Texas Sues Food and Drug Administration Over Seizure of Execution Drugs
The Texas Department of Criminal Justice filed suit on January 3, 2017 against the federal Food and Drug Administration (FDA) over the FDA's continued detention of drugs Texas had attempted to import for executions. In October 2015, Texas and Arizona attempted to import sodium thiopental, an anesthetic commonly used in executions prior to 2010, from Harris Pharma, a supplier in India. The FDA halted both shipments, saying that their import violated federal law. The FDA does not comment on litigation, but has previously said that sodium thiopental has no legal uses in the United States. The agency has indicated in the past that an injunction issued by a federal district court in Washington in 2013, and which later was upheld by the United States Court of Appeals for the District of Columbia Circuit, requires it to halt importation of the drug. No U.S. manufacturer currently produces sodium thiopental, and so the drug is unavailable from domestic sources. Texas argues that the drug should be allowed to be imported under a "law enforcement exemption" to usual importation rules. In a statement about the lawsuit, Texas Attorney General Ken Paxton attacked the agency, saying "[t]here are only two reasons why the FDA would take 17 months to make a final decision on Texas’ importation of thiopental sodium: gross incompetence or willful obstruction." Texas has used an alternative drug, pentobarbital, in executions since 2012. A spokesman for the Texas Department of Criminal Justice said, "We cannot speculate on the future availability [of] drugs, so the agency continues to explore all options including the continued use of pentobarbital or alternate drugs to use in the lethal injection process."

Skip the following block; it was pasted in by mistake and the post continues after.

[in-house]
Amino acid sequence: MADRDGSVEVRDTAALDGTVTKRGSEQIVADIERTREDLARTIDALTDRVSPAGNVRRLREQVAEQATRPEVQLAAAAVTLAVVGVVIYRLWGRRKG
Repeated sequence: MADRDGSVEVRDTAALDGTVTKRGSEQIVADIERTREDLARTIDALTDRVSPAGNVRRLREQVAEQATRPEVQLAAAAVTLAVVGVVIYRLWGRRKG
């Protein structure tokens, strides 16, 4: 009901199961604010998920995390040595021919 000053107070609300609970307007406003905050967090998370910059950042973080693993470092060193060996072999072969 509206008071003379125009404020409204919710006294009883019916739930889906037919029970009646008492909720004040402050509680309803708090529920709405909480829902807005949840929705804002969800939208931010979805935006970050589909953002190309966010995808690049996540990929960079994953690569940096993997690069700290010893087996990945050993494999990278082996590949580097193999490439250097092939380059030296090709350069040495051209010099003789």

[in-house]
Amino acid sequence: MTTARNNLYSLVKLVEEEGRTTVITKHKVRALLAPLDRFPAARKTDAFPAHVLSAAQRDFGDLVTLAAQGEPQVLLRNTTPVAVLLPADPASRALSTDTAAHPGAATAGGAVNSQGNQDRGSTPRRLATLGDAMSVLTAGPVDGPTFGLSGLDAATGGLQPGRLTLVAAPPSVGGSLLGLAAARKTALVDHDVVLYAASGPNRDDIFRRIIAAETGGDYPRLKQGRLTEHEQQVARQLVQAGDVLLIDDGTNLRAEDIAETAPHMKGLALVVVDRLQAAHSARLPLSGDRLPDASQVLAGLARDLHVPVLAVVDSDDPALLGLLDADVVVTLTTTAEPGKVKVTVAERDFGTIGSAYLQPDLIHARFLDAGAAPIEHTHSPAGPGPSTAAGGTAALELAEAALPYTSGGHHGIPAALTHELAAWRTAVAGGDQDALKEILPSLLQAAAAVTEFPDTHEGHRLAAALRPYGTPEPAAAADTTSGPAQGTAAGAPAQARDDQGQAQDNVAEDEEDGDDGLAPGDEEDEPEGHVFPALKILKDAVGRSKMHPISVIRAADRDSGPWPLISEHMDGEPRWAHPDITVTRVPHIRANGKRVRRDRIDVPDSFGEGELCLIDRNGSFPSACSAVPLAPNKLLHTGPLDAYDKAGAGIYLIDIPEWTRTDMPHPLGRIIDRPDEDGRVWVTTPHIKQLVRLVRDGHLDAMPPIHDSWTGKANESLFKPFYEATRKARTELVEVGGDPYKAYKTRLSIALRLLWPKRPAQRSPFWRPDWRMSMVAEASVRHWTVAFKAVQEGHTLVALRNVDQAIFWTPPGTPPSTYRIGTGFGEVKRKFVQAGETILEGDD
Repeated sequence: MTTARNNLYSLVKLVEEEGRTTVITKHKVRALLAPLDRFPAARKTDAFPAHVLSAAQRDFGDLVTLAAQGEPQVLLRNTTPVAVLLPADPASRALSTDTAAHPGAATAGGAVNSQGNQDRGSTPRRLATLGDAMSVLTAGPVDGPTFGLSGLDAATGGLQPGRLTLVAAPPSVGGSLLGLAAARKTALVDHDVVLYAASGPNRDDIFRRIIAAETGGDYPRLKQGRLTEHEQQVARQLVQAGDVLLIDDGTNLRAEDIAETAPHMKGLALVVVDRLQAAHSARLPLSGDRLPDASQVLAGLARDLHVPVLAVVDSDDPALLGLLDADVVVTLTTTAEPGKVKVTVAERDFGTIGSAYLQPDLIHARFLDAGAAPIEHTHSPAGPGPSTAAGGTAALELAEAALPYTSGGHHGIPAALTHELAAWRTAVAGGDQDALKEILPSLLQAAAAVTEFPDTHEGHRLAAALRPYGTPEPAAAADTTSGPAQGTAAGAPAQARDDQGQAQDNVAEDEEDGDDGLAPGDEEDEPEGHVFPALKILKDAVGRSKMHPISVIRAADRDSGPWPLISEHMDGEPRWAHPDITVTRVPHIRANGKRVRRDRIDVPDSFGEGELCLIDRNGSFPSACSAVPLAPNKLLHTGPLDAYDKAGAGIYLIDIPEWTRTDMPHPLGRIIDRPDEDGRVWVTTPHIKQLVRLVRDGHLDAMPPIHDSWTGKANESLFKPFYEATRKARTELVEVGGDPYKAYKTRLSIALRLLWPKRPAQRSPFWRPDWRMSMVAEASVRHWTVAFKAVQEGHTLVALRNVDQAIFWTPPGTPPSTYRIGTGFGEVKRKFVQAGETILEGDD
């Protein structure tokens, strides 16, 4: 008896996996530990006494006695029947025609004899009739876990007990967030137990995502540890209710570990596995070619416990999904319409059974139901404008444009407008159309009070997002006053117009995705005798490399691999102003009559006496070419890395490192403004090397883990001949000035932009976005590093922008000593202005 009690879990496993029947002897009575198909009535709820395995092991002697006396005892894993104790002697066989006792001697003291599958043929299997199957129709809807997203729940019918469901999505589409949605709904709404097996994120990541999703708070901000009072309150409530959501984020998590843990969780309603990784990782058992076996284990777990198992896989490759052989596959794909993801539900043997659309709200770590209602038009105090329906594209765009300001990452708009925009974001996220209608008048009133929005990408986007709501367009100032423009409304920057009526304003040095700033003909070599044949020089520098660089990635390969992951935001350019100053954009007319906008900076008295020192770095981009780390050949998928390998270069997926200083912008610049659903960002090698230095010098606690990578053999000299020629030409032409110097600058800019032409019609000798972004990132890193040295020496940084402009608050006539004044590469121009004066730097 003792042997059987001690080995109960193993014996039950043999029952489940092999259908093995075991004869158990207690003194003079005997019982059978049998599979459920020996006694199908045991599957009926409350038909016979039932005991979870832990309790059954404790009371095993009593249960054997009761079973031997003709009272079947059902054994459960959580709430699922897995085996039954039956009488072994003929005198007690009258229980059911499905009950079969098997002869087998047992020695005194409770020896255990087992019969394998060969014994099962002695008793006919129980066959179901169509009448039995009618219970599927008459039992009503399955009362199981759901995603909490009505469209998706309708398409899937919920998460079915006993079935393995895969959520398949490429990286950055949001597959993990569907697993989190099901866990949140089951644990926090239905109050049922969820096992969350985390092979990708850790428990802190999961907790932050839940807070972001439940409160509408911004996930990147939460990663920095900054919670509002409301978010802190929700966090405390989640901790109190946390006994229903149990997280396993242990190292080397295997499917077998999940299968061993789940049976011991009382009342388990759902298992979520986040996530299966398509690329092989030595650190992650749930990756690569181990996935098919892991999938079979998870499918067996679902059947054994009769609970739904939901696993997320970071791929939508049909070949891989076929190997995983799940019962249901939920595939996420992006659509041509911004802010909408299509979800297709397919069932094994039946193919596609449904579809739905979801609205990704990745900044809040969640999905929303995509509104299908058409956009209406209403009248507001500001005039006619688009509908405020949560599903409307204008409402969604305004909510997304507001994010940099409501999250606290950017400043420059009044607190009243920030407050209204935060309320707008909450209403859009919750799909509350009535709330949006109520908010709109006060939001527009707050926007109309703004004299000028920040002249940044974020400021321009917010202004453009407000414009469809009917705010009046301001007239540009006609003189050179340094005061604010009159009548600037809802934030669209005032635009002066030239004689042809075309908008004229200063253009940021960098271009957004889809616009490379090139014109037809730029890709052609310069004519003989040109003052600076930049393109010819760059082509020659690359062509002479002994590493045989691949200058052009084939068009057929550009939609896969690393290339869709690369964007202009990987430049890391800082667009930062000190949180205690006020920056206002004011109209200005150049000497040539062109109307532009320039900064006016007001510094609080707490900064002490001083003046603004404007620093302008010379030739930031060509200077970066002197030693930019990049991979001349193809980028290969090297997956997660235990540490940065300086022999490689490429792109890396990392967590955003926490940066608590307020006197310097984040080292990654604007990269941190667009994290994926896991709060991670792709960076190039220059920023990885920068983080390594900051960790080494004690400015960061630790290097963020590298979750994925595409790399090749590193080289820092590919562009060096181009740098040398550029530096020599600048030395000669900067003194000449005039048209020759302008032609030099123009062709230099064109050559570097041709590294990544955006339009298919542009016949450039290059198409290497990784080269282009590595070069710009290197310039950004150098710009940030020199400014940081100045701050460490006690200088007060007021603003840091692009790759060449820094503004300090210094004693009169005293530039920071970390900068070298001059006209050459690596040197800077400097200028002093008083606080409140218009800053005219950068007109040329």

(C. Geidner and C. McDaniel, "Texas Sues Over Feds’ Withholding Of Overseas Execution Drugs," BuzzFeed News, January 3, 2017; M. Graczyk, "Texas sues FDA to make decision on execution drug shipment," Houston Chronicle, January 3, 2017.) Read the complaint filed in the U.S. District Court for the Southern District of Texas. See Lethal Injection.